Performance artists turn statistics into rice

More than a grain of truth: statistics are translated into piles of rice swissinfo.ch

Give a British theatre group eight tonnes of rice and they will show you Switzerland.

This content was published on August 10, 2007 - 12:02

Birmingham-based Stan's Cafe brings statistics alive by using grains of rice – piles of which have been drawing crowds in Fribourg this summer.

Dressed in brown dustcoats and ties, the five performers appear to have stepped out of a British hardware shop from the 1950s.

"It makes us look like workers and creates a formal atmosphere, where we are sincere and careful with the rice," troupe member Heather Burton told swissinfo.

On the day swissinfo attended the installation, called "Of all the people in all the world", a group of 15- to 17-year-old students was also present. Each pupil was asked to pick a grain of rice and place it on a piece of paper before sitting down.

Burton then used the small pile to explain that each grain represented a person in the room and that this was the basis of the exhibition they would see later.

The pupils appeared afraid to speak English in front of their peers, but one girl was not so shy – given that she was an exchange student from the United States.

As Burton explained that rice was a perfect material to depict statistics about people, the student piped up: "So, what you're saying is that people are like rice and like rice, they can be eaten and that they can eat each other?"

That clearly was not what Burton was saying but she looked astonished that at least one pupil was listening to her.

"Instructive"

"[Young people] have never encountered a performance installation and the initial reaction is confusion and resistance to the idea," Burton later explained.

"That's why it's so important we are able to give them some information before they see it."

Once the workshop was over, the students were led into the actual room where the installation was set up. Their amazement was apparent.

Imagine going into a wood-beamed room with a high ceiling and spotlights shining on piles of rice: some minute and others gargantuan.

The students told swissinfo they thought trying to bring population statistics alive by translating people into rice was a great idea.

"Seeing the statistics displayed visually is very interesting – better than the numbers by themselves," said 15-year-old Soraya.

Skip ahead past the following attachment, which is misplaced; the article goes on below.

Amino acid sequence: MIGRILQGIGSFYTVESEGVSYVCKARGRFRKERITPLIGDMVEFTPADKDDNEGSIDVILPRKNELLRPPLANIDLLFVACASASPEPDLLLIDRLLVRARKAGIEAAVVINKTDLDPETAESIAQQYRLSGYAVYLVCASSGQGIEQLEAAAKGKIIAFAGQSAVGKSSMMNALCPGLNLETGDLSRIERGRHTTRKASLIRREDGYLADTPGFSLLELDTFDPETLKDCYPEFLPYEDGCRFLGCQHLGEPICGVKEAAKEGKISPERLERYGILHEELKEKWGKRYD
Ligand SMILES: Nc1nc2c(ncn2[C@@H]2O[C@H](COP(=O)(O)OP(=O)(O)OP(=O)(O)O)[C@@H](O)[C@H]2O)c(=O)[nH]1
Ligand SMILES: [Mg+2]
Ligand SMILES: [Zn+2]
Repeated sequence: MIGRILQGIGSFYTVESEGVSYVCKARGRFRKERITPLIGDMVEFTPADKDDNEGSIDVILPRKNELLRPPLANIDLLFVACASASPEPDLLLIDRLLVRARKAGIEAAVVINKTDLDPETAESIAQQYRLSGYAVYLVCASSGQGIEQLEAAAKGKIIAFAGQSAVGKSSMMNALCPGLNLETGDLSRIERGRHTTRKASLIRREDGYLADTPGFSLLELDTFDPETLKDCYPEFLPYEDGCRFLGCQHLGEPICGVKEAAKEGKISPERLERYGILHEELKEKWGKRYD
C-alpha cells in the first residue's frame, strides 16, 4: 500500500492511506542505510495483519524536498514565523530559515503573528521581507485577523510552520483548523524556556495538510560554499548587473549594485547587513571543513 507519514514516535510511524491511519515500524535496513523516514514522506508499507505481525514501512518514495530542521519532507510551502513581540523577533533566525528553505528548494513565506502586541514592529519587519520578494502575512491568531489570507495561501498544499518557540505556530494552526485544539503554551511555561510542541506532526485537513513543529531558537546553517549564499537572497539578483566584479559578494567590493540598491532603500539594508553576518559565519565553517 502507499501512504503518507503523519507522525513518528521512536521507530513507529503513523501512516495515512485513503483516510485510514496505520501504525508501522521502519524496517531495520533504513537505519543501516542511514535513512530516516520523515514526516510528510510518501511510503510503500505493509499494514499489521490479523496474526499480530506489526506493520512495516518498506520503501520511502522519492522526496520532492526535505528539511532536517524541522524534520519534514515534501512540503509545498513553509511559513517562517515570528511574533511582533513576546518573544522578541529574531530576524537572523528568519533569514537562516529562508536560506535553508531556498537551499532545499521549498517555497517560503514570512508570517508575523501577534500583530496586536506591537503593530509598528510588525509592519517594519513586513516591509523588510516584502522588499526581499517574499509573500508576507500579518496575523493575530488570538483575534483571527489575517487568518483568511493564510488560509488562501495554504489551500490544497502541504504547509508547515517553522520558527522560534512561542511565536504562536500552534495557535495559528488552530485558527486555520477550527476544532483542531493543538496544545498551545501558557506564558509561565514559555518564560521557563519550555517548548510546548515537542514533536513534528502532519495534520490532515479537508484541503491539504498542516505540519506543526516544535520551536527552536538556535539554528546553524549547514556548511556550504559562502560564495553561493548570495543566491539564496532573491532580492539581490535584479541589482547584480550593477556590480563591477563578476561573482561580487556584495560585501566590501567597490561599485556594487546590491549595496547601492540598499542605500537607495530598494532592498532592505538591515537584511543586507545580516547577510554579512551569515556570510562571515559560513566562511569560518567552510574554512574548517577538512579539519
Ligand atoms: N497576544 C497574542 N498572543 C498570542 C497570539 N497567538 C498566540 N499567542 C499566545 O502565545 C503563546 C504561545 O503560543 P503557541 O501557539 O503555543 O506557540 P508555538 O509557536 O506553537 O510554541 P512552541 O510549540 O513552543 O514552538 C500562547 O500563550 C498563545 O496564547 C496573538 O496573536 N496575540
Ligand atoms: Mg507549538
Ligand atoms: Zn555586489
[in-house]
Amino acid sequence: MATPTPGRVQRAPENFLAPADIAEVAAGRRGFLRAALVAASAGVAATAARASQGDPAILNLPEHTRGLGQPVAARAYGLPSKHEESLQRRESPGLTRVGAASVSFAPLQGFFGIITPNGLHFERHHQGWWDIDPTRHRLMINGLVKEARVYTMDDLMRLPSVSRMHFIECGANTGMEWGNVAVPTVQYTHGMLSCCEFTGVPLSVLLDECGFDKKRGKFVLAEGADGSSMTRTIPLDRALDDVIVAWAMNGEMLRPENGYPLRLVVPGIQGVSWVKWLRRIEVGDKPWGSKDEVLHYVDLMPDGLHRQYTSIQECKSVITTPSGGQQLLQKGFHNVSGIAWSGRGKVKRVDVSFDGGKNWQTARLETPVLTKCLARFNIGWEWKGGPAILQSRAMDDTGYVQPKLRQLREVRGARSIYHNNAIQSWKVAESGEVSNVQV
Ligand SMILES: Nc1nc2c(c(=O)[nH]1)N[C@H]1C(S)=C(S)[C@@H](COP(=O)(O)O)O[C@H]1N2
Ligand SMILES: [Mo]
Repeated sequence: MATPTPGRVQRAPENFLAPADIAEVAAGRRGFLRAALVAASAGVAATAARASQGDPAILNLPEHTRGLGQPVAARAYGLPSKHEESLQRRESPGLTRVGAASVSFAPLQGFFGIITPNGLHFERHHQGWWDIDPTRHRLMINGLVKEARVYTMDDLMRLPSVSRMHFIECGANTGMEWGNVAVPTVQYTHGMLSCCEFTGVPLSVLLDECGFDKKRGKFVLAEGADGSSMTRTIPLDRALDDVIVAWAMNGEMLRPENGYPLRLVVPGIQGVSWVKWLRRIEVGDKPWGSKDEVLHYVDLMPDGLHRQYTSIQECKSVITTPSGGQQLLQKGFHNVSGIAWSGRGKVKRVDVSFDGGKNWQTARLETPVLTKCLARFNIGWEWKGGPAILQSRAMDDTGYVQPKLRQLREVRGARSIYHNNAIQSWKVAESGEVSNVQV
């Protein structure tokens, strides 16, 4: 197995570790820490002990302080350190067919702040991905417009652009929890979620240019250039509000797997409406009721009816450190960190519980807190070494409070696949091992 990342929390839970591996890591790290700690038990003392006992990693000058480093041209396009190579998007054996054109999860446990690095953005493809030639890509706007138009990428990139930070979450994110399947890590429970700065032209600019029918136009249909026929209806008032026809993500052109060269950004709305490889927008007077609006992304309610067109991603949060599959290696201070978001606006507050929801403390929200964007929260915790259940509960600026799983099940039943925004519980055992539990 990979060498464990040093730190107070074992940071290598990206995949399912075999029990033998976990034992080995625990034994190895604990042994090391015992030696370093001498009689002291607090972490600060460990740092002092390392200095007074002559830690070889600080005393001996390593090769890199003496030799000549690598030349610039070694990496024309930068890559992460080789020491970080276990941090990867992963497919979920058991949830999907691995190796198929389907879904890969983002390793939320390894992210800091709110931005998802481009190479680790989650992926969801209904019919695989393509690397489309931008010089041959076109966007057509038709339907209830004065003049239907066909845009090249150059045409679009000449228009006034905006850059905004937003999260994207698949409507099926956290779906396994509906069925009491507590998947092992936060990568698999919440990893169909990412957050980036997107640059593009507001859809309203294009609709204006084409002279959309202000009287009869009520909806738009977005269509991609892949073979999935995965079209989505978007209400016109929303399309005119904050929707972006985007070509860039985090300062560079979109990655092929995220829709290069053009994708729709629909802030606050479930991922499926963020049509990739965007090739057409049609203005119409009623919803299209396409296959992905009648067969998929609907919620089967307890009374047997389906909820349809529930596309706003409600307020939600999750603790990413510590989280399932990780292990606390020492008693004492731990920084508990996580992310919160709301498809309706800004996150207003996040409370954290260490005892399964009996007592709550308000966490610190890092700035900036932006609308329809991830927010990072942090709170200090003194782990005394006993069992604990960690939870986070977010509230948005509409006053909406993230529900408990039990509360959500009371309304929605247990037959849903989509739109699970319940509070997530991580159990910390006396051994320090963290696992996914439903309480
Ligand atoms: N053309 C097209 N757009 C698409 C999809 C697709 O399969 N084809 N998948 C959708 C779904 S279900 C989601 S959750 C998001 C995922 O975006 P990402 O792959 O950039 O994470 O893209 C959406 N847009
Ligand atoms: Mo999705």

Seventeen-year-old Steve said he found the installation "very well done", as his peers pelted him with rice.

One teacher found the installation "fun and instructive". "It's easy for pupils to see how long people live in Switzerland. Otherwise it's difficult for pupils to imagine what the numbers actually mean," she explained.

Simplicity

On this stop on Stan's Cafe's European tour, the rice on display amounted to nearly half a billion grains.

The largest pile contained 150 million grains, representing the global viewing figures for the Eurovision song contest in 2006.

This mountain dwarfed its neighbour: the pile representing the Swiss population, which contained a mere 7.5 million grains.

Troupe member Jack Trow said the beauty of the installation was its simplicity. "A lot of Stan's Cafe's work is low-tech. It creates an old-fashioned aesthetic. We do have computers but everything else is from a different era. It's part of the performance."

Burton and Trow explained that the rice is always provided by the venue and never goes to waste once the installation moves on. The rice in Fribourg for example would be going to a local zoo.

And did the group favour a particular type of rice?

"We prefer long grain for its shape and size. We like its humanoid quality!" said Burton.

swissinfo, Faryal Mirza in Fribourg

Of All The People In All The World

One grain of rice = one person

Statistics displayed could cover:
- the populations of towns and cities
- the number of doctors, soldiers
- the number of people born each day, the number who die

The statistics are arranged in labelled piles.

The show adapts to its setting, the country, city and building it is in.

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